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The original item was published from 2/15/2022 9:43:12 AM to 3/1/2023 12:05:01 PM.

News Flash

City News

Posted on: February 15, 2022


Montrose, CO — City Councilors met for a work session Tuesday morning, February 14, to review some proposed Municipal Code revisions and contract awards for upcoming city projects and hear updates about the Woodgate Road realignment and Townsend Avenue utility replacement projects. 

Councilors Barbara Bynum, Doug Glaspell, Dave Frank, and David Reed met in City Council Chambers along with city staff. Councilor Anthony Russo was absent. Members of the public were also able to attend in person or via Zoom. 

The following is a summary of the primary topics discussed during the meeting. 

Watch the meeting here:


City Councilors reviewed a proposal to update a section of the city's Municipal Code to add a definition for supportive housing and define where these uses are allowed.

Community Engagement Specialist Ross Valdez said this code amendment would increase solutions available to help individuals and families experiencing homelessness or at-risk of homelessness and address barriers to employment and housing stability by allowing supportive housing as a conditional use in the following zoning districts: “OR” Office-Residential District, “B-3” General Commercial District, “I-1” Light Industrial District, and “I-2” General Commercial District. 

The existing code does not allow for facilities that have ongoing, on-site supportive services and housing for those experiencing or at-risk of homelessness. The proposed definition of supportive housing specifies that this use is not on an emergency or nightly basis, and therefore does not include facilities that are commonly referred to as homeless shelters. Occupancy of supportive housing is intended to be long-term with stays of thirty (30) consecutive days or more.

The proposed code modification provides additional definitions for barriers to employment and housing stability, on-site supportive services, skilled nursing facility, and assisted living facility to further distinguish supportive housing as a use separate from existing uses in the City of Montrose. Nursing care facilities and assisted-living residences are licensed by the State of Colorado and are separate from supportive housing. The proposed amendment clarifies the code in order for supportive housing developers to understand the allowed locations for this type of use.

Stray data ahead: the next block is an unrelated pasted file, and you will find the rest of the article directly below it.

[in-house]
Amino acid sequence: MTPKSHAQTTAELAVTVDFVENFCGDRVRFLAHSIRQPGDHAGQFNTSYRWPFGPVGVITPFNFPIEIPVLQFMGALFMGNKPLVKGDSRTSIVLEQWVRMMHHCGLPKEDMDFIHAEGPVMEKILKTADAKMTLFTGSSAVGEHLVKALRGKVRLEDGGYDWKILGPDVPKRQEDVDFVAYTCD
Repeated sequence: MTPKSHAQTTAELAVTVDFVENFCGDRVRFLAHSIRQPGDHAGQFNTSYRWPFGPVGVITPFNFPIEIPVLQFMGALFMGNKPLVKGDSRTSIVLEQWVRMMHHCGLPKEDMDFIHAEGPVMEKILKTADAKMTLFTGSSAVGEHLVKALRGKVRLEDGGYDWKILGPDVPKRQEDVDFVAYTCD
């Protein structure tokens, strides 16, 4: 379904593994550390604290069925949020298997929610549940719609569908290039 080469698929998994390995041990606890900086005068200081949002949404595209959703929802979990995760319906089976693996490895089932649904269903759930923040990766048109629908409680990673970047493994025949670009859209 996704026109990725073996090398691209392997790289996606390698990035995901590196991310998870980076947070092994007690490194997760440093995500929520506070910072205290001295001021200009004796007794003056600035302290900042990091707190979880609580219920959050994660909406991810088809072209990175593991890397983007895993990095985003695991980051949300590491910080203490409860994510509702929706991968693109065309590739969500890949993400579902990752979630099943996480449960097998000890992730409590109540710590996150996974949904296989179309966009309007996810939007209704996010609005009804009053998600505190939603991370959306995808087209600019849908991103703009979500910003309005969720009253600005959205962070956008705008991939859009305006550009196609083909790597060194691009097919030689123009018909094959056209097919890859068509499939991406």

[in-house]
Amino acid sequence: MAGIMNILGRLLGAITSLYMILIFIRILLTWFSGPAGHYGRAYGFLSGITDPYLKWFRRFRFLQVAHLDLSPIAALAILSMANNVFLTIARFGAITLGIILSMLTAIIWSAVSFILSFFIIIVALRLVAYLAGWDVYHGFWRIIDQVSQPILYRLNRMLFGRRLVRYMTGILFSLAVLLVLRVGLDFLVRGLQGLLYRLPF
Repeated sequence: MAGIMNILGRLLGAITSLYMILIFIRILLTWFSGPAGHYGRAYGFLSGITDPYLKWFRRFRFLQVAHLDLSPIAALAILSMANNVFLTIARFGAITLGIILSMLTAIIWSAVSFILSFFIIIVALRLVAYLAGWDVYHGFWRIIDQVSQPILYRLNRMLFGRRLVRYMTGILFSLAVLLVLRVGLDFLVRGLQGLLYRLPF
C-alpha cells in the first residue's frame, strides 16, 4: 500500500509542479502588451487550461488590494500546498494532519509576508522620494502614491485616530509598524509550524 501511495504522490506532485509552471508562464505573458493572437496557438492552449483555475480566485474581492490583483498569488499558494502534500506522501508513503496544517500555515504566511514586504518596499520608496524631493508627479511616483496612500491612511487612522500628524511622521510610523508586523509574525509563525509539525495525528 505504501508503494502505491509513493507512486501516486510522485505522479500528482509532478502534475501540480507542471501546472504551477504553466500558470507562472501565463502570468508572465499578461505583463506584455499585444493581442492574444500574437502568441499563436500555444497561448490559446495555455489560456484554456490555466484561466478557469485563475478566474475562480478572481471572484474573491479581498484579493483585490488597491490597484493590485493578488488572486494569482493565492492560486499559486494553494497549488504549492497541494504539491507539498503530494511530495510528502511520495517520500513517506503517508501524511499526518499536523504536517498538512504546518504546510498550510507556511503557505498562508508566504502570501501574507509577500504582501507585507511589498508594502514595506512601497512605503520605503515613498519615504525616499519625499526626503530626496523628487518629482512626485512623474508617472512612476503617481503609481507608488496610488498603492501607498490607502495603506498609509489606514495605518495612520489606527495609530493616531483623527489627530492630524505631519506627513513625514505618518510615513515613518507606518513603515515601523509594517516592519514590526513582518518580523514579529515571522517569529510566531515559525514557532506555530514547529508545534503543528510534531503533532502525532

Recommended Definition for Supportive Housing:

Supportive housing refers to housing that is designed to provide ongoing and on-site supportive services to help individuals and families experiencing homelessness or at risk of homelessness, and which persons have barrier(s) to employment and housing stability. Occupancy of supportive housing shall be designed and operated for stays of 30 consecutive days or more and not on a nightly or emergency basis.

City Councilors will formally vote to approve or deny the proposed changes at an upcoming regular meeting. 


City Councilors were presented with a contract extension for pavement striping on city roadways. 

Public Works Manager Jim Scheid said the city’s Streets Division contracts for the striping of city streets. The contractor will stripe all streets that require striping at least once per year and all crosswalks, stop bars, arrows, etc., as needed. The contractor will also apply a preformed plastic coating at all roundabouts and high-traffic areas. This type of application will be completed at least once per year but will be applied as needed. 

Stripe a Lot has performed very well over the past few years for the City of Montrose and surrounding communities. 

City staff is recommending an extension to a contract that was issued to Stripe a Lot in 2021 following an RFP process. The scope for 2022 has remained very similar to 2021, except that some of the material types have been adjusted to utilize a higher performing epoxy in areas with higher traffic loads. Stripe a Lot has submitted a letter from their supplier documenting an increase in raw material cost from 2021 and is proposing a 10 % increase to their 2021 rates.


City Councilors were presented with a contract for completion of design studies and civil design associated with the Niagara-Hillcrest Roundabout Project. 

City Engineer Scott Murphy said the city performed a traffic study of the Hillcrest Drive corridor between Miami and Niagara Roads in early 2016. Based on the results of this study and in response to citizen requests, the city has elected to install roundabouts along this corridor to address capacity and safety issues at each of its minor arterial intersections (Miami, Sunnyside, and Niagara). Since completion of this study, roundabouts have been constructed at Hillcrest’s intersections with Sunnyside and Miami Roads.